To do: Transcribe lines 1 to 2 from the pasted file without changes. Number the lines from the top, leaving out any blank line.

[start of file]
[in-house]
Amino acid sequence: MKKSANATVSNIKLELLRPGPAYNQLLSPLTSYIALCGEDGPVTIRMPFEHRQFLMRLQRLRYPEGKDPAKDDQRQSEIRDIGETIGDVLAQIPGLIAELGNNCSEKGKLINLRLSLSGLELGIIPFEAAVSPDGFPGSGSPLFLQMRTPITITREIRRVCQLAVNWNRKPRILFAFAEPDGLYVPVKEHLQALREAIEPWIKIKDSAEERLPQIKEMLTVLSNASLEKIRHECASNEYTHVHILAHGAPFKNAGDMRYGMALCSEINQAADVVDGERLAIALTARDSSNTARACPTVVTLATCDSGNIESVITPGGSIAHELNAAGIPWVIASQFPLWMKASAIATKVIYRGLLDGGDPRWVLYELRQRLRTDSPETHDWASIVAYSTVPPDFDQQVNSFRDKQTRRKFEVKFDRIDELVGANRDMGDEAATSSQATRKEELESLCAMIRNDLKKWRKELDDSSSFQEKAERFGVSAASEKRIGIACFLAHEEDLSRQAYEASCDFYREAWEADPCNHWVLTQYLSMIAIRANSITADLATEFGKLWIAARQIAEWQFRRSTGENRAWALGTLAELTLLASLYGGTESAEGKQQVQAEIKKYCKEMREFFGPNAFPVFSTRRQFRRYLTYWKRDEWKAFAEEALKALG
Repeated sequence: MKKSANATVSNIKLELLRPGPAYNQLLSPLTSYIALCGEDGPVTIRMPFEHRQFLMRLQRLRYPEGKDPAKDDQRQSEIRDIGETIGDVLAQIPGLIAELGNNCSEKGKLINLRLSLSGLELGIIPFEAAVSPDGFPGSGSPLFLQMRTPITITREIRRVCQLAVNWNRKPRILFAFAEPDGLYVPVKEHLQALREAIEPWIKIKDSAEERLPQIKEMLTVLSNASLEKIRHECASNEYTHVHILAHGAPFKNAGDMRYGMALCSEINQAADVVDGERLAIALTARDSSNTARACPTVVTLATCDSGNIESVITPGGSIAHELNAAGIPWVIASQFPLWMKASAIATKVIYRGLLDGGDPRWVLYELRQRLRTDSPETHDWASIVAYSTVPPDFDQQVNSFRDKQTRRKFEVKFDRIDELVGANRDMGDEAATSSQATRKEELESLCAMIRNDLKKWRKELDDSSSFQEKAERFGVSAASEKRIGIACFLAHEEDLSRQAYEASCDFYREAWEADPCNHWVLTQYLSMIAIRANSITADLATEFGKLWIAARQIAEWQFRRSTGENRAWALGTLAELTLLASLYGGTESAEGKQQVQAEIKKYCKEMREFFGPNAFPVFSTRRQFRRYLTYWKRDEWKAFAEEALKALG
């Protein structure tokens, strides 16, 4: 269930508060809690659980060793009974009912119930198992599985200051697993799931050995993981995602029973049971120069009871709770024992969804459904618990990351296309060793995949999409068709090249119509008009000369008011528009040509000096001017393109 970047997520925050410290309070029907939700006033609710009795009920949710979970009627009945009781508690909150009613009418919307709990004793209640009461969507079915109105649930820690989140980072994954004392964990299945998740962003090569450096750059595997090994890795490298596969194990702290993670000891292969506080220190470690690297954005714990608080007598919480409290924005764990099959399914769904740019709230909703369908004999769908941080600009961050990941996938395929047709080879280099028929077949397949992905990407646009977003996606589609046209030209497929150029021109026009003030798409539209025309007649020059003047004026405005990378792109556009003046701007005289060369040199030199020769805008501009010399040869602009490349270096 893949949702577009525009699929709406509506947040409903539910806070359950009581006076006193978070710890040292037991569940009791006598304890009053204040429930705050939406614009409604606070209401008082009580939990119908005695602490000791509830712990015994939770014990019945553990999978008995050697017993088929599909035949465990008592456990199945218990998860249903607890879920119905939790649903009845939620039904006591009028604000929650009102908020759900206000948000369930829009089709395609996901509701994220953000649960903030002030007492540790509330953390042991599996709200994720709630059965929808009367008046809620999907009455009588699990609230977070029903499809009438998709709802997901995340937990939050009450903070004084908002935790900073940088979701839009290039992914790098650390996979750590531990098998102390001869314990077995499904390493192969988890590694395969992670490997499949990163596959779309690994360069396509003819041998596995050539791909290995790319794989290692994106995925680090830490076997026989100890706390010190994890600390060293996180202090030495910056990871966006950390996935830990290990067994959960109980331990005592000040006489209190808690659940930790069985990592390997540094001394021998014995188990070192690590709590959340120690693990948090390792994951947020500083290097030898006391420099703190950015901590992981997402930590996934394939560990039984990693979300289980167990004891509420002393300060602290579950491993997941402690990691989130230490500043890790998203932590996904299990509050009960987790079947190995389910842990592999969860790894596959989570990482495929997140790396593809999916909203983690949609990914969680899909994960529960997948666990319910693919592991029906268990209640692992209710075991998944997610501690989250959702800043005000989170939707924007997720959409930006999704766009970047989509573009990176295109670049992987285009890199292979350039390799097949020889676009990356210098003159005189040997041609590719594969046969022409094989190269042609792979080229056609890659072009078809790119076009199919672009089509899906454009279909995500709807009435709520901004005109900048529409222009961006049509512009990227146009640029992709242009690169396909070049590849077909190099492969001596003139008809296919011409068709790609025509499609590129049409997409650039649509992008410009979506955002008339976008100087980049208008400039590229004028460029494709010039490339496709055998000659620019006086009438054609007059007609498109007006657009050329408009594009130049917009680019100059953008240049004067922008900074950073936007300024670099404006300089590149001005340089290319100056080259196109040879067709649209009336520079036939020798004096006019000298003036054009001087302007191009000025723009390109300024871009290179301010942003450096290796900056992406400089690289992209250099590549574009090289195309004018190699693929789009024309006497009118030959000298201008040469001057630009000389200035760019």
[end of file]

[in-house]
Amino acid sequence: MKKSANATVSNIKLELLRPGPAYNQLLSPLTSYIALCGEDGPVTIRMPFEHRQFLMRLQRLRYPEGKDPAKDDQRQSEIRDIGETIGDVLAQIPGLIAELGNNCSEKGKLINLRLSLSGLELGIIPFEAAVSPDGFPGSGSPLFLQMRTPITITREIRRVCQLAVNWNRKPRILFAFAEPDGLYVPVKEHLQALREAIEPWIKIKDSAEERLPQIKEMLTVLSNASLEKIRHECASNEYTHVHILAHGAPFKNAGDMRYGMALCSEINQAADVVDGERLAIALTARDSSNTARACPTVVTLATCDSGNIESVITPGGSIAHELNAAGIPWVIASQFPLWMKASAIATKVIYRGLLDGGDPRWVLYELRQRLRTDSPETHDWASIVAYSTVPPDFDQQVNSFRDKQTRRKFEVKFDRIDELVGANRDMGDEAATSSQATRKEELESLCAMIRNDLKKWRKELDDSSSFQEKAERFGVSAASEKRIGIACFLAHEEDLSRQAYEASCDFYREAWEADPCNHWVLTQYLSMIAIRANSITADLATEFGKLWIAARQIAEWQFRRSTGENRAWALGTLAELTLLASLYGGTESAEGKQQVQAEIKKYCKEMREFFGPNAFPVFSTRRQFRRYLTYWKRDEWKAFAEEALKALG